I had done it. The lawn was gone! Now it was time to wait for spring. My rebate came in around early 2015. It more then covered all my receipts and labor for the project. Which could only mean one thing, come fall of 2015, I could buy more plants.
Spring 2016 is now around the corner. Most of the plants have had a year to establish their root systems. Most, though not all of the plants, survived another dry year. I hand watered the natives about twice a month to carry them through the hot, dry summer of 2015. We’ve had to date, an almost normal winter rainfall. A welcomed relief after 5 dry years. But, we’ve now had a VERY dry February. The drought is far from over. We’ll need several normal rainfall years or above normal rainfalls to recover from this drought if we do recover at all. This maybe the new normal for California. Regardless, I think I made the right decision to remove 3,000 square feet of lawn.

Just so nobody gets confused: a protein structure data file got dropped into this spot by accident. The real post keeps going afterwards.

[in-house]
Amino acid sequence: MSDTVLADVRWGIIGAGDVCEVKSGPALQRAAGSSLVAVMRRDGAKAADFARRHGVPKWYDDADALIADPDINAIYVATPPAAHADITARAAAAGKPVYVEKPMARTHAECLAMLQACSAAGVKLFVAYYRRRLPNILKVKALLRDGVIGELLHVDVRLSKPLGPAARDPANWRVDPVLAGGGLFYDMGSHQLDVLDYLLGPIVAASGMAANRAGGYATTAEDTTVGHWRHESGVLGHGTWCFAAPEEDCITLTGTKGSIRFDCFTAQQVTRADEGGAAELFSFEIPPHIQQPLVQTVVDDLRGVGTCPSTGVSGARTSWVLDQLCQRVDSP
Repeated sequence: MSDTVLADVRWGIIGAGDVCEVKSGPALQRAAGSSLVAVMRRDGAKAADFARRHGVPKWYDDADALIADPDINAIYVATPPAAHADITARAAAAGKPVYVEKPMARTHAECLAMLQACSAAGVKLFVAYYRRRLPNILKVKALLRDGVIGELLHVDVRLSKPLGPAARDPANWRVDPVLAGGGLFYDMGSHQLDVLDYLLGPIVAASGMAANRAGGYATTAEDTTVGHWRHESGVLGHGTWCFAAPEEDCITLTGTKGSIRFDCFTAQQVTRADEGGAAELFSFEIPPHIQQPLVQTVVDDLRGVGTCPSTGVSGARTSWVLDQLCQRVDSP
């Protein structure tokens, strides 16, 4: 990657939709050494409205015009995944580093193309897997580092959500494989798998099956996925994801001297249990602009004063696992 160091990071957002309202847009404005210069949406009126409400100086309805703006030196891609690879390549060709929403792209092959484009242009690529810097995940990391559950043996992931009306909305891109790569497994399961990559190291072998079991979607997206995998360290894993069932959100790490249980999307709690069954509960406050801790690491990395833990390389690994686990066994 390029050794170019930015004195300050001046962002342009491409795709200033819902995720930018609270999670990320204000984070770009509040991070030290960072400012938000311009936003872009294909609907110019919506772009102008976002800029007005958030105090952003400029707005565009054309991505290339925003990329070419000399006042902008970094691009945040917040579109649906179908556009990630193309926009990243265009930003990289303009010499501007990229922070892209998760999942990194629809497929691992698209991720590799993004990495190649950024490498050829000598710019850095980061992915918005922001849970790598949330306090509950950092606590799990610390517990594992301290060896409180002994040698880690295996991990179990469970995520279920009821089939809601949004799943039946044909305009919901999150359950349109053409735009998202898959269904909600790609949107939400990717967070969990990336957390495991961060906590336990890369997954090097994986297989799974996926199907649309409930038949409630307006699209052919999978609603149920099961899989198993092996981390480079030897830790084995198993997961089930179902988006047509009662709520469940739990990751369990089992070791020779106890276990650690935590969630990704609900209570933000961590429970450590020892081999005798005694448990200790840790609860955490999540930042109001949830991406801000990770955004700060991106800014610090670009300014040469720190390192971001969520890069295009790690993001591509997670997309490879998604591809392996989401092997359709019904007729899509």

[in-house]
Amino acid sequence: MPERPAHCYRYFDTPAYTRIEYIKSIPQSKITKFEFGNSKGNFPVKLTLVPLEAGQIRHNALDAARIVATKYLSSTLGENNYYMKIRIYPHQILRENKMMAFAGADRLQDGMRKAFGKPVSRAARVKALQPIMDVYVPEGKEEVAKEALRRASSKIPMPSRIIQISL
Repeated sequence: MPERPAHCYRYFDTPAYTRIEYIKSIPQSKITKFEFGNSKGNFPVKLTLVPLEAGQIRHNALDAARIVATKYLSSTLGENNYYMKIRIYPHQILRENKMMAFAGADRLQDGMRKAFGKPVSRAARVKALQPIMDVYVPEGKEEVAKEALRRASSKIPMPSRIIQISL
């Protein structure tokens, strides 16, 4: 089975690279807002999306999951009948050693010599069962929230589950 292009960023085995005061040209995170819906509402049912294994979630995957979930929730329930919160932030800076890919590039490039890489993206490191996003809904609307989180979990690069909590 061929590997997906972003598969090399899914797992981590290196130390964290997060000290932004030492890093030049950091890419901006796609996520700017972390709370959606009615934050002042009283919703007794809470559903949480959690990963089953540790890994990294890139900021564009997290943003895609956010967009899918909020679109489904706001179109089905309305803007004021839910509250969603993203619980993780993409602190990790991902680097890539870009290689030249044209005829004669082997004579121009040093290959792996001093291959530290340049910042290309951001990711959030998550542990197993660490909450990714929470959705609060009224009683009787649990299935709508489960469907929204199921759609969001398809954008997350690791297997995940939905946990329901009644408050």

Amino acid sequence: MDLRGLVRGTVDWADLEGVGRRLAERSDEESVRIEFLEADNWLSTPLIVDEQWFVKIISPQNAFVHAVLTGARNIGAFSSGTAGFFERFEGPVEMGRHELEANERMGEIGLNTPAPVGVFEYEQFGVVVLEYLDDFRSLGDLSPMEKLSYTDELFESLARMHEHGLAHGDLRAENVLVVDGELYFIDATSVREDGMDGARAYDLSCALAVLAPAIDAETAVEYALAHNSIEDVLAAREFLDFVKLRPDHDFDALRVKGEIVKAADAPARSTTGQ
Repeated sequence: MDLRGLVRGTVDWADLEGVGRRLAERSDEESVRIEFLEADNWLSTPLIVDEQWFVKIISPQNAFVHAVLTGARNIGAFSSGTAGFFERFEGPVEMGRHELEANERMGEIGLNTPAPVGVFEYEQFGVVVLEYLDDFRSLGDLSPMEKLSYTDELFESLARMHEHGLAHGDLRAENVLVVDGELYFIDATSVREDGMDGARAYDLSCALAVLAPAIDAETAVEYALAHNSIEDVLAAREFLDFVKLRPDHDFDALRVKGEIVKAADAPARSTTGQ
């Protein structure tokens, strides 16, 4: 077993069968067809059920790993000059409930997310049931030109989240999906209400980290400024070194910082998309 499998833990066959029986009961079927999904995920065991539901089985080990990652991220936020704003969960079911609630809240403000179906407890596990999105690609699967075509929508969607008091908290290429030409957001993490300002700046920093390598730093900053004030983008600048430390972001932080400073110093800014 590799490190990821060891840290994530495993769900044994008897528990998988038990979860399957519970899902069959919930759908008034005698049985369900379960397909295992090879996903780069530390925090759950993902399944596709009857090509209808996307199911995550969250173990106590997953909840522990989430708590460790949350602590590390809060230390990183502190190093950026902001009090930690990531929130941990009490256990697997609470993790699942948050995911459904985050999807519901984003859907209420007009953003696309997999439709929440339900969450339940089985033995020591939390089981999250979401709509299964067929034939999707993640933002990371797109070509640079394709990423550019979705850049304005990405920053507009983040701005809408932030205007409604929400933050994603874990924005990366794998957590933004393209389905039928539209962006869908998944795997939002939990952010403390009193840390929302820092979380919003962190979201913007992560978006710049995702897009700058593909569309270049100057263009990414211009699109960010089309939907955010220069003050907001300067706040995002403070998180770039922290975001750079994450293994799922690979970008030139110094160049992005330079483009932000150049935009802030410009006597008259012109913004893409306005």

I’m excited to see how the garden does this spring. I was amazed and please by how much these itty bitty natives plants did grow in that first spring. I even began to see an unexpected diversity of critters of all kinds visiting the garden. But, this will be the year I think my garden will really bloom.